This is it. The movie that rocketed PTA into the lime-light and it’s such a great film to watch because it’s filled with these unforgettable scenes that just stay with you. From the opening shot to the final one this movie feels like a spiritual successor to Goodfellas and it is by far the most rewatchable PTA film. The screenplay is fantastic, it’s filled with drama, dark humor and these amazing characters. When it comes to direction, this is probably the most stylish film of Anderson’s career especially in the way it captures the entire look of the 70’s that you can’t help not looking at the screen. And how about the performances? This movie made everyone take Mark Wahlberg seriously, served as a comeback for Burt Reynolds – albeit a short one – and established Julianne Moore as one of the greatest actresses of her generation.

1. There Will Be Blood (2007)

there will be blood

Every once in a while you see a movie that just completely electrifies you. There Will Be Blood is that movie. The film is essentially a story of power and the greed that comes with it but it becomes so much more as it moves forward and in Daniel Plainview, Daniel Day-Lewis finds perhaps the most compelling character he’s ever played and gives a towering performance, the best of his career and easily one of the greatest ever put on screen. And this is just a magnificent film, a monumental achievement in the field of filmmaking and it represents Anderson at the top of his game as a director. Robert Elswit stunning cinematography deserves it’s credit as does Johnny Greenwood’s haunting original score. Best PTA movie, marginally but still the best.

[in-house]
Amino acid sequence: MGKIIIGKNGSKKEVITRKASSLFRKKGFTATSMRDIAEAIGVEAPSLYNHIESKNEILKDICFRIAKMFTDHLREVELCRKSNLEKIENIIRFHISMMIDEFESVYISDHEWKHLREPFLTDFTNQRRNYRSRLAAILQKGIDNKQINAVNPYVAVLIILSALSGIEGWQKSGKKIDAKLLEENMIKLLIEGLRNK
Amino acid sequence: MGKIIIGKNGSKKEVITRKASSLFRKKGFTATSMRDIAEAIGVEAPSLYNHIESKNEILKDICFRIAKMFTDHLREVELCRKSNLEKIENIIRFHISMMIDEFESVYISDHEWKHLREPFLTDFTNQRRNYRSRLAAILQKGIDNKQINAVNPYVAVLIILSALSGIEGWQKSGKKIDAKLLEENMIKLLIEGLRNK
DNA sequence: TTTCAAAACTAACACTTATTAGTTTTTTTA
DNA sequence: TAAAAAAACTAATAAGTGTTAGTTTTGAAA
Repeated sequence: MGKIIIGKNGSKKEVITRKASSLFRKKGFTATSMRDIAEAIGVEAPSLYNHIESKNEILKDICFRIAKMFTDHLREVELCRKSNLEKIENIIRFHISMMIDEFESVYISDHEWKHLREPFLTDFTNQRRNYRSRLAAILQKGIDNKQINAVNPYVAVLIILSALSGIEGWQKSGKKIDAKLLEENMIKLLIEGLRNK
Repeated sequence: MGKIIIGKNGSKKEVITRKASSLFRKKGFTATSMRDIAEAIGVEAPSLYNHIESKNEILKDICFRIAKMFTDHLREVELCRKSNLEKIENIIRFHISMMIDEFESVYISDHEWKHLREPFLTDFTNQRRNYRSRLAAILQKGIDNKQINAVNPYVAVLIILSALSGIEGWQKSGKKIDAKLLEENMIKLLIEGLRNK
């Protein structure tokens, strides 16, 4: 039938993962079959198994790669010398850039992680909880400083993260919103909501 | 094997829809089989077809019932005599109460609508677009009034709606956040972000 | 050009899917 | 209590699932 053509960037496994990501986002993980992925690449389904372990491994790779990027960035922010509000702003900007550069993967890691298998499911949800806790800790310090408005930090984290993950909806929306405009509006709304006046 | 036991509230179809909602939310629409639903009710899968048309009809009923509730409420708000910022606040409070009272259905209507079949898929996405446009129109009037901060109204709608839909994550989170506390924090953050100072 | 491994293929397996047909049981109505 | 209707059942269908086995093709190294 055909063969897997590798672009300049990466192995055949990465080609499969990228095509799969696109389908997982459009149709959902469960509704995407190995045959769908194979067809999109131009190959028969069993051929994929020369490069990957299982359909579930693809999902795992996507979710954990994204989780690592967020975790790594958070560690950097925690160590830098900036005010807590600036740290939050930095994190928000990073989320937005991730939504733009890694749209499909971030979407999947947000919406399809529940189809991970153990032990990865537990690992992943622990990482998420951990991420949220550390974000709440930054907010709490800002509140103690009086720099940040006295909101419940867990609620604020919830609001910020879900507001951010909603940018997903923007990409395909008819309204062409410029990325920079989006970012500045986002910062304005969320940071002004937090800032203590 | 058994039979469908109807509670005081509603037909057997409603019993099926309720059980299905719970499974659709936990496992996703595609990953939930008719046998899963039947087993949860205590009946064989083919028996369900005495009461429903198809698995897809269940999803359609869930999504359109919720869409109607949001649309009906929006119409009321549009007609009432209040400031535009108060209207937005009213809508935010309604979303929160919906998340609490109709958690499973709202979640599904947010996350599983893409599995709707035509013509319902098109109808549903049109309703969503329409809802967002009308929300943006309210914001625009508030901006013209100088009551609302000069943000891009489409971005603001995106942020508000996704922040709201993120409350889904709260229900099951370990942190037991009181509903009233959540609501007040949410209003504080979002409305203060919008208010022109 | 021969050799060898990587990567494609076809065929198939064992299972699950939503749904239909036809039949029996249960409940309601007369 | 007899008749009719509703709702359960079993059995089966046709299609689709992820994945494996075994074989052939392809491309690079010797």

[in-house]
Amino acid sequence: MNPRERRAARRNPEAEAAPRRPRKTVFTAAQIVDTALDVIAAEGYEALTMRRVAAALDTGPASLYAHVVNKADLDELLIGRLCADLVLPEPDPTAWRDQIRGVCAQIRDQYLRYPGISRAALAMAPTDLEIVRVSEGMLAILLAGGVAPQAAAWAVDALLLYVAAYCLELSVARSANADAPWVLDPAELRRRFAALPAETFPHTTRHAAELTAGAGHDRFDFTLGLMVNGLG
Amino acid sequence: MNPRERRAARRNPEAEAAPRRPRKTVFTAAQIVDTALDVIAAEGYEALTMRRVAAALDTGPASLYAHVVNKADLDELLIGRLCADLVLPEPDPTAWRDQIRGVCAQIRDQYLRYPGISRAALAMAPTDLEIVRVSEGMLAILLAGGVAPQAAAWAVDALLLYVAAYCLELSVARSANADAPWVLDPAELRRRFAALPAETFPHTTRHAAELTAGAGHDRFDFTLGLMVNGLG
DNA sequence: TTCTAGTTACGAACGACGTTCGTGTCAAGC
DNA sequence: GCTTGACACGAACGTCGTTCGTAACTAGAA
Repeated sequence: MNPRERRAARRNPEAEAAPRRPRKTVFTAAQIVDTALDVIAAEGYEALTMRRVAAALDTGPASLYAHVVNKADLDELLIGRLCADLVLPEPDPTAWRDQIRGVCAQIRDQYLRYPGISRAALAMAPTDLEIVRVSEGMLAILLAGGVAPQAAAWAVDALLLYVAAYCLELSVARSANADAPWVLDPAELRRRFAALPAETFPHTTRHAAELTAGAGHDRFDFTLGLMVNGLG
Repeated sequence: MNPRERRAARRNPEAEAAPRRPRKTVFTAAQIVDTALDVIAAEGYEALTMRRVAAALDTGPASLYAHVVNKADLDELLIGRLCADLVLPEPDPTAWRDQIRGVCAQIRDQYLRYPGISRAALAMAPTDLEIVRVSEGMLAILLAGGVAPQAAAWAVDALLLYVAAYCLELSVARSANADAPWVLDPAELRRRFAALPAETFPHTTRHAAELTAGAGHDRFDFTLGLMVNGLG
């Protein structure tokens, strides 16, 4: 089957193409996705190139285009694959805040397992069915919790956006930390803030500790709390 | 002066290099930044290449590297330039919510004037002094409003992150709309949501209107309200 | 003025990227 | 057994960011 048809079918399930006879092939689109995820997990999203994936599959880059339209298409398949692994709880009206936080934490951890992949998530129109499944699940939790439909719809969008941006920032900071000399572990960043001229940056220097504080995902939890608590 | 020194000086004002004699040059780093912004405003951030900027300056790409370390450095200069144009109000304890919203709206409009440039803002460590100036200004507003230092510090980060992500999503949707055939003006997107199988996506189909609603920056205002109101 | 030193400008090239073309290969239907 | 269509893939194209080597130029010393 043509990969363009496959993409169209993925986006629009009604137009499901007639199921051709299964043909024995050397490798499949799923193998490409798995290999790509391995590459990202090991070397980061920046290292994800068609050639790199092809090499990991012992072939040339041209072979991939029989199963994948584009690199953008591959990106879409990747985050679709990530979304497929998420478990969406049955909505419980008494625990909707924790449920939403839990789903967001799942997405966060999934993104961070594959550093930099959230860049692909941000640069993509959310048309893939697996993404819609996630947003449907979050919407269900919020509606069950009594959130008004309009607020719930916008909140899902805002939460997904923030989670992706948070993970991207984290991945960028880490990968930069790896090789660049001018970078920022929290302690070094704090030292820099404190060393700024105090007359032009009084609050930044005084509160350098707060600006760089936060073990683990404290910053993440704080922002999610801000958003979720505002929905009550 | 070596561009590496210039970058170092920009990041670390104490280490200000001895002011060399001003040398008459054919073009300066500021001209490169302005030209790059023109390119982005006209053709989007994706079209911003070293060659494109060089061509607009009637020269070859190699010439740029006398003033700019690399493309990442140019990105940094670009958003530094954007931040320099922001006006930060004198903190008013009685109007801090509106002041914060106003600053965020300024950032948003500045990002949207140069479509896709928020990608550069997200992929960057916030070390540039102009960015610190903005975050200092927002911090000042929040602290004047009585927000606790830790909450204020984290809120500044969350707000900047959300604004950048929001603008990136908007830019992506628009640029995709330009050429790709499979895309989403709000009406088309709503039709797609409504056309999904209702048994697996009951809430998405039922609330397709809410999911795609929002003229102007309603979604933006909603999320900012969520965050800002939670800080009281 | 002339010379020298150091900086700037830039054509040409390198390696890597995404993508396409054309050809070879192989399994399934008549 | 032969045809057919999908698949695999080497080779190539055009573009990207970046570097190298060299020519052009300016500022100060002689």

-Khalid

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26 responses to “The Very Best Of – Paul Thomas Anderson

  1. This guy is an absolute genius. I haven’t actually dug into his background much, but man…..to know he’s self-taught rather than traditionally trained makes him even better. I love stories. PTA is an incredible storyteller. Love this post.

    Liked by 1 person

  2. Great post mate. I pretty much agree with your line-up there. There Will Be Blood just blew me away…. I was speechless when it ended. And Magnolia… damn I need to see that again, its been far too long.

    Liked by 1 person

      • Fair call, it seems to be his most divisive movie. I loved the book and thought the adaptation of such a whacked out book was a pretty good effort. But it didn’t have the…. epic feel that TWBB or The Master or Magnolia had

        Liked by 1 person

      • Thomas Pynchon has been called a writer whose work is impossible to adapt to the big screen and the movie just kept getting more and more incoherent for me.
        I think it doesn’t have neither the epic feel nor the fluency in storytelling, that almost every PTA film has.

        Liked by 1 person

      • Agree with you definitely on everything there. Considering the headfuck of a book IV was, I think he actually did a pretty good job! I think it was intentionally going for a convoluted, over the top plot cos, well, Doc is consistently stoned on something! 😛 But it certainly was an out of sorts movie compared to his other stuff, I loved the gonzo feel of it, death of the 60’s etc. I can certainly see why some wouldn’t like it though 🙂 It certainly doesn’t have that epic feel that most of his films have that’s for sure

        Liked by 1 person

      • I think it had it’s moments, even though it was difficult to follow, it had some nice comedic moments. The performances, particularly from Brolin and Phoenix was great and that’s the thing about PTA, he will make what he wants to make. He’s making a Pinocchio movie next, God knows how that will turn out. One thing’s for sure, it will be interesting to watch.

        Liked by 1 person

      • Haha I didn’t know that! A bit like Aronofsky but better, never really know what you are gonna get next.

        And yeah, the best part of IV was the way Brolin and Phoenix played each other. Funny stuff, but far from a perfect movie.

        Liked by 1 person

      • I don’t even know what he was thinking with Noah. It was so very ponderous and pretentious. It struck me as a rip-off of Lord of the Rings and Transformers

        Like